|Publication number||US4257258 A|
|Application number||US 06/068,650|
|Publication date||Mar 24, 1981|
|Filing date||Aug 22, 1979|
|Priority date||Aug 23, 1978|
|Also published as||DE2836787A1|
|Publication number||06068650, 068650, US 4257258 A, US 4257258A, US-A-4257258, US4257258 A, US4257258A|
|Inventors||Johannes P. Bovenlander|
|Original Assignee||Sun Electric Europe B.V.|
|Export Citation||BiBTeX, EndNote, RefMan|
|Patent Citations (11), Referenced by (15), Classifications (13), Legal Events (4)|
|External Links: USPTO, USPTO Assignment, Espacenet|
This invention relates generally to exhaust gas analyzer apparatus preferably for diesel engines, of the type having an inlet connectable to the exhaust of a test engine and including filter means between the exhaust and the gas analyzer device. More particularly, the invention provides improved filter means in the form of an electrostatic separator for assuring delivery of particulate free exhaust gas to said gas analyzer device.
Accurate analysis of exhaust gases from an internal combustion engine, particularly diesel engines, is made difficult due to fine particulate matter such as soot carried by said gases. Such particulate matter quickly fouls the analyzer device. Where the gas analyzer operates on the infra-red absorption principle, the presence of such particulate matter in the gases delivered to the analyzer is of considerable disadvantage.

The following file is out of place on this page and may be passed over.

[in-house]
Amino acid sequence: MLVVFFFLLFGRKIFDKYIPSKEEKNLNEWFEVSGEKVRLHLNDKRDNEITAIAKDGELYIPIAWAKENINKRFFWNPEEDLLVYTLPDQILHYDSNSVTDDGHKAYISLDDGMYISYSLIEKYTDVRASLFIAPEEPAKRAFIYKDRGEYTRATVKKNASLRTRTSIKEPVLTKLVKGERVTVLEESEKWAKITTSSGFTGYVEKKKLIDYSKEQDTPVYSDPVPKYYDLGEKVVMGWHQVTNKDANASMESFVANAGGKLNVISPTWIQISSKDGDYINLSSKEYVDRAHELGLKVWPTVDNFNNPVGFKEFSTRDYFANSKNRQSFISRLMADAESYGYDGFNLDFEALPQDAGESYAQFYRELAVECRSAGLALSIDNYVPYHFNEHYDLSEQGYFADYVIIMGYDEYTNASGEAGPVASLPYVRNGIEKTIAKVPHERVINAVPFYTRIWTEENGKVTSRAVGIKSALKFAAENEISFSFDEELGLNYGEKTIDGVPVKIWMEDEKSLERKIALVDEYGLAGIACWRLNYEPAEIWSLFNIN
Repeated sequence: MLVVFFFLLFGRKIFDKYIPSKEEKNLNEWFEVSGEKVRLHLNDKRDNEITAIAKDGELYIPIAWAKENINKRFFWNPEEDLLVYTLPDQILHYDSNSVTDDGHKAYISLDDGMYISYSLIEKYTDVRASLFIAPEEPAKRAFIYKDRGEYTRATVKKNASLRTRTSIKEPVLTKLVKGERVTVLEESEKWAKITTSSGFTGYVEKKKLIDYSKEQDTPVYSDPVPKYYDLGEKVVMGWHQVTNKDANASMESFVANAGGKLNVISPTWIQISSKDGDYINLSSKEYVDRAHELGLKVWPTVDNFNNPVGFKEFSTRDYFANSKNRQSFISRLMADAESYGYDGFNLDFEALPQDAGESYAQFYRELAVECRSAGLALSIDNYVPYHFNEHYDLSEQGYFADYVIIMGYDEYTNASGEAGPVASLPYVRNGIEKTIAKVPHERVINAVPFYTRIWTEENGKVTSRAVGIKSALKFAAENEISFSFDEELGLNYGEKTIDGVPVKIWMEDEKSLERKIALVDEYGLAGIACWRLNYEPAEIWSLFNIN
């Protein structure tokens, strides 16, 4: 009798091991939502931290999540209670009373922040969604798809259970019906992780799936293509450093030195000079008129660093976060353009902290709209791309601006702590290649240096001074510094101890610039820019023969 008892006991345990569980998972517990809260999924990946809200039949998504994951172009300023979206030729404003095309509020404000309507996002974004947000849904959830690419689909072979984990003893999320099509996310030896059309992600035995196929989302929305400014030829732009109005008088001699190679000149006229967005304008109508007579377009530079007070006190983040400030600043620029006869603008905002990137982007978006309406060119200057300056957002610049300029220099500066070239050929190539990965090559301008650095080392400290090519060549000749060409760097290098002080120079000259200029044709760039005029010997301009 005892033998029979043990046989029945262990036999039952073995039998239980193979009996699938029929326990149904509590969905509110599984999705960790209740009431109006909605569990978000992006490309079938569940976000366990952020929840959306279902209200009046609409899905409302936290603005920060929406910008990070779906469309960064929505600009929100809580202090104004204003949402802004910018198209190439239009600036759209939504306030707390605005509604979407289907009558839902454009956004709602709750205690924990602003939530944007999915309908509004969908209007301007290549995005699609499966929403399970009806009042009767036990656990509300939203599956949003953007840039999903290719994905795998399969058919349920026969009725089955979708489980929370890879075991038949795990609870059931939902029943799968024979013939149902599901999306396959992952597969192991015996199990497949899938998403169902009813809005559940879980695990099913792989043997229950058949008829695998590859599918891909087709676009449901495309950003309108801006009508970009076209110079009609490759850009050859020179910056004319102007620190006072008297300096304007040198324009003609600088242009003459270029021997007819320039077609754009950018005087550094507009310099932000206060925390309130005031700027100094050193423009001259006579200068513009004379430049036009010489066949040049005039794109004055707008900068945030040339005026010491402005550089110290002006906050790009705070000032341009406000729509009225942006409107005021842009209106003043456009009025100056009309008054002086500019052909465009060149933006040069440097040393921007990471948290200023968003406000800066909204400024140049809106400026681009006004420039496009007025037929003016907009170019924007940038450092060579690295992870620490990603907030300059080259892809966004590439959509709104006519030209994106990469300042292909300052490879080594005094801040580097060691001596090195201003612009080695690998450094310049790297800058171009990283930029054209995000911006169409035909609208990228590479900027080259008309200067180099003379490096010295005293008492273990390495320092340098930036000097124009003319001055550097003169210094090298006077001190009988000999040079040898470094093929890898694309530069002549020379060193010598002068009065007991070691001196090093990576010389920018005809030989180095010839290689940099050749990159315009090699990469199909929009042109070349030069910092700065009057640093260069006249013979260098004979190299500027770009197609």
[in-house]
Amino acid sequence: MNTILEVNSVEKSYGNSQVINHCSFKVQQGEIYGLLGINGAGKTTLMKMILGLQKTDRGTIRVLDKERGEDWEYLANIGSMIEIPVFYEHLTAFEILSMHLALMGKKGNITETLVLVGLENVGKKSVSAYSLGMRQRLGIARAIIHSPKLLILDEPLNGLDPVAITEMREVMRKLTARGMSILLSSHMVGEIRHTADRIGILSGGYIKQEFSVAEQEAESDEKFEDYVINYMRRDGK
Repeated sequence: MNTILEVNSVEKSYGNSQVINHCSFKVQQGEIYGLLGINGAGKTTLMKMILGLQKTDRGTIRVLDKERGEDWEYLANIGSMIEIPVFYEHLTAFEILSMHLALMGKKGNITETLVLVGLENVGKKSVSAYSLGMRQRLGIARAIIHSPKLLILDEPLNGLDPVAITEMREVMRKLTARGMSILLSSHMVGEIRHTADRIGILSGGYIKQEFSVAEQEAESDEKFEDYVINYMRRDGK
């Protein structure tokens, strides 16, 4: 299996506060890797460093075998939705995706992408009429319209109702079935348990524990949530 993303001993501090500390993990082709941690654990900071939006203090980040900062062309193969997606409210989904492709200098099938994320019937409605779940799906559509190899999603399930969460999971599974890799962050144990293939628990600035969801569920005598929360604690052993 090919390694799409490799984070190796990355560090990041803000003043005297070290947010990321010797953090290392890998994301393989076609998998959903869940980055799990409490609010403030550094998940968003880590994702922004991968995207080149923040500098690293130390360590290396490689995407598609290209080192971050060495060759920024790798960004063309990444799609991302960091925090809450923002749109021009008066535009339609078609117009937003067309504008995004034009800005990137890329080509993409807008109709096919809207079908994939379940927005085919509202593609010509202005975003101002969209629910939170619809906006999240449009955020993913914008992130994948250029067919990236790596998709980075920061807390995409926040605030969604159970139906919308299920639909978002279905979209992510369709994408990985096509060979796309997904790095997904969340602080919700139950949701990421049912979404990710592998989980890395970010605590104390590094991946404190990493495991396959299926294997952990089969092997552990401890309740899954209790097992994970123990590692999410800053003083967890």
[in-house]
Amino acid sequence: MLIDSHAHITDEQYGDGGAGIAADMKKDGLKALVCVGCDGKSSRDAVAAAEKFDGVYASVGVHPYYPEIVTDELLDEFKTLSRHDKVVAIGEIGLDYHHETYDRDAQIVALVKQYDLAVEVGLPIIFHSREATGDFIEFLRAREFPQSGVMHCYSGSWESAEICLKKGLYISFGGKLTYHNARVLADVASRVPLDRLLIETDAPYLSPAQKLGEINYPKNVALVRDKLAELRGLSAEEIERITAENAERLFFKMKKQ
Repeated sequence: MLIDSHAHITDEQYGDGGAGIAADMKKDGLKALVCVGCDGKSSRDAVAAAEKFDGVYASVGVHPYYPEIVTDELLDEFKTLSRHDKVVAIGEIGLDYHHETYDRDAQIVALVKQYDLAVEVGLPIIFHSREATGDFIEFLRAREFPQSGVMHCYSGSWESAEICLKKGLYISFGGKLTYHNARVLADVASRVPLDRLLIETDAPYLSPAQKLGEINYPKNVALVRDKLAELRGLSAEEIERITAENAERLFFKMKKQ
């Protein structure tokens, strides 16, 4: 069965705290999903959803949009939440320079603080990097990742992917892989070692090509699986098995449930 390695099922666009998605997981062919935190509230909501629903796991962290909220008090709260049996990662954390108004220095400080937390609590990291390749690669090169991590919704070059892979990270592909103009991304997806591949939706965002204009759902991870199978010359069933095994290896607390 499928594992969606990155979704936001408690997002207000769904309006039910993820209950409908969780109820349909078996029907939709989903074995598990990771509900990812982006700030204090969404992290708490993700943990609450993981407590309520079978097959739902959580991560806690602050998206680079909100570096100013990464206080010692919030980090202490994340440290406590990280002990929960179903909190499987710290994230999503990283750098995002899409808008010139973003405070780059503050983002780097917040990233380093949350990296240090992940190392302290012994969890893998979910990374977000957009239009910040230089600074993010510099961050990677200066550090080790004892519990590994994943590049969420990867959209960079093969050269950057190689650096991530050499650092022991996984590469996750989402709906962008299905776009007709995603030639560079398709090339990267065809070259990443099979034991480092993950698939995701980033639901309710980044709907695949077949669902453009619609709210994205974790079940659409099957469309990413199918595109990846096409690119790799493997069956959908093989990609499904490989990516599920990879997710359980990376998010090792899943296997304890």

It is known that to counter such problem, filter means can be placed between the analyzer and the source of the exhaust gases. Since the particulate matter is of fine particle size, the filter medium used must also be fine so as to collect the small soot particles, for example. Accordingly, the filter medium soon becomes clogged, often blocked as to require frequent cleaning and/or replacement.
Thus, a need arises to provide means for removing the fine particulate matter from the exhaust gases prior to delivery to the gas analyzer device, whereby to obviate the disadvantages encountered in use of known devices, and which enables continuous operation of the gas analyzer without requiring change in the filter.
In addition, such filter means must be relatively simple in construction so as to enable inexpensive production and facile and rapid servicing. The particulate removal capacity of such filter device should be substantial so that continuous runs are possible without requiring change of filter or interruption for cleaning, if cleaning is possible.
Another difficulty encountered in the testing of exhaust gases involve the presence of water vapor or particles (droplets) carried by such gases. It would be highly desirable if the filter means employed would include means for separating such water vapor and/or particles from said gases before they reach the gas analyzer device. It would be advantageous also if the filter means could be provided with means for removing the separated particulate matter without dismantling the filter from the test line.